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A year after James Alex Fields Jr. intentionally slammed a vehicle into a crowd protesting the racist “Unite the Right” demonstrations in Charlottesville, Virginia, killing 32-year-old Heather Heyer, many people turned to the streets and social media this weekend to remember Heyer and denounce racism ahead of a white supremacist anniversary rally near the White House.
A group that included Heyer’s mother, Susan Bro, gathered at a memorial in Charlottesville on Sunday:
Journalist and activist Shaun King—a leading force behind an effort to track down and hold accountable the group of “Unite the Right” participants who brutally beat a black counter-protester last year—tweeted:
We live in the age of martyrs.
Like the 1960s, we live in a time where men and women standing up for racial justice are being murdered by white supremacists.
Heather Heyer was a white ally against racism & was murdered on this day one year ago. pic.twitter.com/yRl6tJBP3z
— Shaun King (@shaunking) August 12, 2018
Progressive politicians and candidates such as Sen. Bernie Sanders (I-Vt.) and New York gubernatorial hopeful Cynthia Nixon also turned to Twitter to honor Heyer and celebrate the fight against racism:
A year ago, countless people were injured protesting white supremacy and Neo-Naziism in Charlottesville and and one person, Heather Heyer, was killed. Today, we honor Heather, and all who stood up to hate, by recommitting ourselves to fighting all forms of racism and bigotry.
— Bernie Sanders (@SenSanders) August 12, 2018
Exactly one year ago, Heather Heyer was murdered for daring to stand up to a group of white supremacists that came together in Charlottesville to protest America’s greatest asset: our diversity. I am thinking of her and her loved ones today.
— Cynthia Nixon (@CynthiaNixon) August 12, 2018
Several other progressive and political groups shared similar messages:
Tributes to Heyer on Sunday came as anti-racist protesters gathered in Washington, D.C. to counter an event spearheaded by Jason Kessler, the man behind last year’s violent white supremacist demonstrations. After Charlottesville blocked Kessler and fellow organizers from hosting an anniversary event in the city, they secured approval from federal officials to hold a rally near the White House.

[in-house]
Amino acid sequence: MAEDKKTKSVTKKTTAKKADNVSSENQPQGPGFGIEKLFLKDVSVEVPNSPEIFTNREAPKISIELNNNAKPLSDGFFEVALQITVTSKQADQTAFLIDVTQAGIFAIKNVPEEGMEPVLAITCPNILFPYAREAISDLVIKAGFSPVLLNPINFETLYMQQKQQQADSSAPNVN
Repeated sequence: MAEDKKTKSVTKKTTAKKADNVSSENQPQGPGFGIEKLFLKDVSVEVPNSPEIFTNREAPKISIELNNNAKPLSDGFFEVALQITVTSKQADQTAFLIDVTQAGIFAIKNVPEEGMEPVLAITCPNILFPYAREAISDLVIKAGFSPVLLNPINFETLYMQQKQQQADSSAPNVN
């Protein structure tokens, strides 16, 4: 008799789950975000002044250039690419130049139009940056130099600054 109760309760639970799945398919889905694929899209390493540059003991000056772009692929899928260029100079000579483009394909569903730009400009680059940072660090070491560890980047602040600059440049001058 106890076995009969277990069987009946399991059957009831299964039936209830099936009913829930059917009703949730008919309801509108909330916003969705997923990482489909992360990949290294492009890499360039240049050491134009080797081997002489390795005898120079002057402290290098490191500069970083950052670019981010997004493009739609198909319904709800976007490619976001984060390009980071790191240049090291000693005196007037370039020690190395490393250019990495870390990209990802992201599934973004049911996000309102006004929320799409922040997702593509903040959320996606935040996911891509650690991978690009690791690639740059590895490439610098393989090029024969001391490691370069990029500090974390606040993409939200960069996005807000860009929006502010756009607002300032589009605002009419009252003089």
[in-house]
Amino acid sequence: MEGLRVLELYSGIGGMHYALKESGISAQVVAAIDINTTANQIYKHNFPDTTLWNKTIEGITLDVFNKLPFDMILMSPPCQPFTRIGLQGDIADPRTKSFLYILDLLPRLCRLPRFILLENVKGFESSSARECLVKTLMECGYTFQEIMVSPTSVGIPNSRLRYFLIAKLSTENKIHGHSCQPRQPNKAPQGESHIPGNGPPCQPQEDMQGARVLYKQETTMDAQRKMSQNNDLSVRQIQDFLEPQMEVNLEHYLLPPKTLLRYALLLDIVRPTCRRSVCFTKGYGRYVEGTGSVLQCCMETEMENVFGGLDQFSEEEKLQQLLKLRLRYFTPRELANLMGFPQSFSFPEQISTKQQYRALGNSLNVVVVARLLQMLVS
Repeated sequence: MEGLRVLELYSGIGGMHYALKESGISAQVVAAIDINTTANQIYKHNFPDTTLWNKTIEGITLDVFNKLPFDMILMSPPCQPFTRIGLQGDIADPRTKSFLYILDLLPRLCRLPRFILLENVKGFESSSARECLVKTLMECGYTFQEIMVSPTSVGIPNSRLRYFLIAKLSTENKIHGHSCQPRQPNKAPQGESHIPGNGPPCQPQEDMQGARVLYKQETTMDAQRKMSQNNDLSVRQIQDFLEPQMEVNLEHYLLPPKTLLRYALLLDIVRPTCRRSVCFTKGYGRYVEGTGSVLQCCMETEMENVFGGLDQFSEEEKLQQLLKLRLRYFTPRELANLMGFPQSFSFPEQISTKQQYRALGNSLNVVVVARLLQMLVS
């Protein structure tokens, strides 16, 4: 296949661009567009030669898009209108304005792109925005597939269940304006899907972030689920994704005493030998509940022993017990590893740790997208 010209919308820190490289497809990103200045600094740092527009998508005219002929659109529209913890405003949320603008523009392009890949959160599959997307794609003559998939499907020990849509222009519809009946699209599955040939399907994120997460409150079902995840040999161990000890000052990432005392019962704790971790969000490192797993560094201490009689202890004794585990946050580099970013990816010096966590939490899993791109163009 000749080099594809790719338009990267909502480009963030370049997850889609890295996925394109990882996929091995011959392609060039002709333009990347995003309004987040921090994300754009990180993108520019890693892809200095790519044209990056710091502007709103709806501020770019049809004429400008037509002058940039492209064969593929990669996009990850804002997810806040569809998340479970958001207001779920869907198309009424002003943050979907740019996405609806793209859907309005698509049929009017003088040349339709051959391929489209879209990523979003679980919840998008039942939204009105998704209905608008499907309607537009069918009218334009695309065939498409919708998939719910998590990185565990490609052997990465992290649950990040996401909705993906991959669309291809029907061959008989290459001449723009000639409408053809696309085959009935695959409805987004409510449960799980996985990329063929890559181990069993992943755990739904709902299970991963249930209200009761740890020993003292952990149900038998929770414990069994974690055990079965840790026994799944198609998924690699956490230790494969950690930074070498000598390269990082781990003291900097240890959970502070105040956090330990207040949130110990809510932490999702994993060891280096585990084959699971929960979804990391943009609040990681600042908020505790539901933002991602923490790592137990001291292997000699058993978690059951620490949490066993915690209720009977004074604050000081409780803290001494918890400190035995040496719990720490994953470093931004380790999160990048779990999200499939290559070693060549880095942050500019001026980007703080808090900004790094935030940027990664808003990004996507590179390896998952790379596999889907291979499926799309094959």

The Washington Post reports that Kessler “received final approval Thursday from the National Park Service for up to 400 participants at Lafayette Square for an event dubbed ‘Unite the Right 2.'” The newspaper noted that “in addition to Kessler, also planning to attend the white supremacist rally, according to documents obtained by Washington City Paper from the National Park Service, are David Duke, a former Ku Klux Klan grand wizard, and several neo-Nazis and Holocaust deniers.”
Meanwhile, in Charlottesville on Saturday, anti-racist protesters and students hosted demonstrations that were met with a massive police presence. That contrast to last year, when local law enforcement failed to prevent violence by the white supremacists who invaded the city, was a source of frustration among this year’s peaceful protesters, as Reuters reports:
With chants like, “Cops and Klan go hand in hand,” the protesters’ criticisms of both police and the University of Virginia underscored the resentment that still exists a year after torch-bearing neo-Nazis marched through campus, shouting anti-Semitic messages, and beating counterprotesters.
Several students said they were angry that the police response was far larger this year compared with last year, when people carrying tiki torches the white nationalist rally went mostly unchecked.
At one point on Saturday, dozens of officers in riot gear formed a line near where the rally was taking place, prompting many protesters to rush over yelling, “Why are you in riot gear? We don’t see no riot here.”
Participants and reporters shared photos on social media from Saturday’s Charlottesville events and a local memorial honoring Heyer: